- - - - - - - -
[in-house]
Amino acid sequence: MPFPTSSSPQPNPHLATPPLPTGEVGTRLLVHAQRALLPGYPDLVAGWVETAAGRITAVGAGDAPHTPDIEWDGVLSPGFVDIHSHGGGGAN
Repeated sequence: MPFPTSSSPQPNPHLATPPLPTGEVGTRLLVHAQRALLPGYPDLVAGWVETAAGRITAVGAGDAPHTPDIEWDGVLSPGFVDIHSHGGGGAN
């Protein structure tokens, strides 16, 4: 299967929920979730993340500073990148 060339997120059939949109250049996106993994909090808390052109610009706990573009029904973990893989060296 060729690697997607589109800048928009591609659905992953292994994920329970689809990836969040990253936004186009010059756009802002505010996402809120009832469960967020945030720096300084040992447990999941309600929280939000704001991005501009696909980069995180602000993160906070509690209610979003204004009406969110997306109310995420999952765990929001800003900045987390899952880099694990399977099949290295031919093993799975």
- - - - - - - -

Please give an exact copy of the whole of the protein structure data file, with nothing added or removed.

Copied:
[in-house]
Amino acid sequence: MPFPTSSSPQPNPHLATPPLPTGEVGTRLLVHAQRALLPGYPDLVAGWVETAAGRITAVGAGDAPHTPDIEWDGVLSPGFVDIHSHGGGGAN
Repeated sequence: MPFPTSSSPQPNPHLATPPLPTGEVGTRLLVHAQRALLPGYPDLVAGWVETAAGRITAVGAGDAPHTPDIEWDGVLSPGFVDIHSHGGGGAN
């Protein structure tokens, strides 16, 4: 299967929920979730993340500073990148 060339997120059939949109250049996106993994909090808390052109610009706990573009029904973990893989060296 060729690697997607589109800048928009591609659905992953292994994920329970689809990836969040990253936004186009010059756009802002505010996402809120009832469960967020945030720096300084040992447990999941309600929280939000704001991005501009696909980069995180602000993160906070509690209610979003204004009406969110997306109310995420999952765990929001800003900045987390899952880099694990399977099949290295031919093993799975």